Brittany Loisel is shown at Lazy Millennial Farms in Salinas. (Lazy Millennial Farms)
It’s a crowded CSA market in the Bay Area, with mainstays like Full Belly Farm and Eatwell Farm feeding hundreds of members weekly with their boxes of local, seasonal and organic produce.
But there’s a new contender looking for members, offering something unique, something more than just its cheeky name: Lazy Millennial Farms. The founders of the Salinas-based farm believe it is the only farm in the Bay Area that’s growing crops veganically. That means no animal fertilizers, fish emulsions, blood or bone meal (dried animal bones and blood that is processed from the remains at slaughterhouses) that are relied upon so heavily in organic farming.
Matthew and Brittany Loisel started their farm because they felt that the little steps many eco-conscious people take, like recycling, just wasn’t going to have enough impact.
While Matthew had grown up gardening, starting their own farm seemed like the next logical step, especially since the couple – who met in college – were both dissatisfied with their corporate jobs.
As for the farm’s tongue-in-cheek name, the inspiration struck when Matthew was listening to a Ted Talk about branding and millennials.
Speaking for them both, he said “we had these corporate jobs that we hated, and what’s more millennial than tossing that out and starting a veganic farm of all things? Here we are knocked for being lazy, so I thought ‘You watch me start this farm.’”
At the same time, they had been tearing through a number of documentaries critical of the food system like “Fed Up” (about the sugar industry) and “Cowspiracy: The Sustainability Secret” about the environmental impact of raising cattle for beef.
Already vegetarians, they began to wonder what more they could do.
“I was the kind of vegetarian that hated vegans,” said Matthew. “I said many times ‘I will never be vegan’ among other pejorative statements about vegans. But halfway through “Cowspiracy,” I was sure I was going to have to go vegan for environmental reasons.”
But once they started learning about agriculture, they were struck by the paradox that to successfully grow vegetables, so many animal byproducts are used.
Using the fertilizer from the horses in nearby Watsonville at first was a foregone conclusion, but as they went vegan, they began to wonder if it there were other alternatives.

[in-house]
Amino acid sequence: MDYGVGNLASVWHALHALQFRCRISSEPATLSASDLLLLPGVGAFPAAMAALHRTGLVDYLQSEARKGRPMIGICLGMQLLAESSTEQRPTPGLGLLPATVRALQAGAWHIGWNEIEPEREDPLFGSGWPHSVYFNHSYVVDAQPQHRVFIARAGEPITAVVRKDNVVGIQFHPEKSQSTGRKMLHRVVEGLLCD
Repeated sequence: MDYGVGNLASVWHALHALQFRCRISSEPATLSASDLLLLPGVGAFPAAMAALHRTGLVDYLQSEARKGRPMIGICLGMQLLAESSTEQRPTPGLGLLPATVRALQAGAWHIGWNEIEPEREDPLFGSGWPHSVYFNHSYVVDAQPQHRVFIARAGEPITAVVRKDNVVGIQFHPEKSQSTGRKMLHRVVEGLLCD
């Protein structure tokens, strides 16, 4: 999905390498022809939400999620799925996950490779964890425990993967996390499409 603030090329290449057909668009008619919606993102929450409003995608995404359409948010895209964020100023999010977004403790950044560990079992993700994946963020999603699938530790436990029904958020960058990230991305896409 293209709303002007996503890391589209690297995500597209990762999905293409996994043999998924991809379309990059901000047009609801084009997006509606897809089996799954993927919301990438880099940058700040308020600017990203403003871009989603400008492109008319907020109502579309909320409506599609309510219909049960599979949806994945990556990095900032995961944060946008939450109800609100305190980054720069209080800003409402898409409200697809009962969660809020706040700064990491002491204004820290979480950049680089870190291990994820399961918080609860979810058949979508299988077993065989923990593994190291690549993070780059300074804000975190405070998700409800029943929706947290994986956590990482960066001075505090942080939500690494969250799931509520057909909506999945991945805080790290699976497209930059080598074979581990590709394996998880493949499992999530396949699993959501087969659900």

“I had to figure out would veganic agriculture even work?” said Matthew. “I didn’t know it was a thing.”
After that, some of the students are selected to farm on its property, where they are subsidized.
The goal is that after several years, participants will be able to go out and start their own farms. The Loisels began on half an acre there, and now are farming two and a half acres.
Once they began to consider not using animal byproducts, “I was in a panic as I hadn’t heard of veganics, and my initial concern was that soil microbes would suffer without organic matter to feed them,” said Matthew.
So he did what he’s done often in his life, he said; he asked someone more knowledgeable than himself on the subject.
Matthew reached out to an expert who had spoken to their class.
“His answer was that soil microbes are much more resilient than you give them credit for,” he said.
While the veganic movement is so small most haven’t heard of it, it is growing, said Mona Seymour, Associate Professor of Urban Studies and Director of Environmental Studies at Loyola Marymount University in Los Angeles.
Seymour said she believes there are about 50 farms in the United States doing so, but because there’s no official body, it’s very hard to track.
Seymour said there are probably even more, but that not every grower identifies with the term because they don’t think it’s commercially marketable, or they don’t want to be affiliated with something that their customers may see as alienating and extreme.
According to Seymour’s research, veganic gardening is much more popular than veganic farming, with “a lot of regional and national Facebook groups in existence around the world,” she said. “Some have hundreds of members, some in the thousands, so I think people doing this at community gardens or in their backyards or on their balconies is much stronger than the commercial aspect of it.”
In the United Kingdom, there is the Vegan Organic Network, which has created the standards that the Loisels follow, otherwise known as “stockfree.” The organization’s web site says “Most vegetables are grown with slaughterhouse by-products.”
The Lazy Millennials CSA is different than most – and in fact, doesn’t really subscribe to the CSA model at all – in that one doesn’t pay in advance for weeks or months at a time.
“We didn’t want it to be cost prohibitive because lots of people can’t afford to buy food every week,” said Matthew. “We set it up so you can buy week to week.”
The most deliveries they’ve done in one week so far is 40, but many more households buy from them, he said.
Matthew believes that most of their customers are also vegan and that most vegans don’t know that this is an option. He admitted that had he not become a farmer, he never would have thought about it, either.
But as a result, Matthew has fielded many requests from various organizations that want to learn more.
“People have so many questions because nobody’s heard about it,” he said.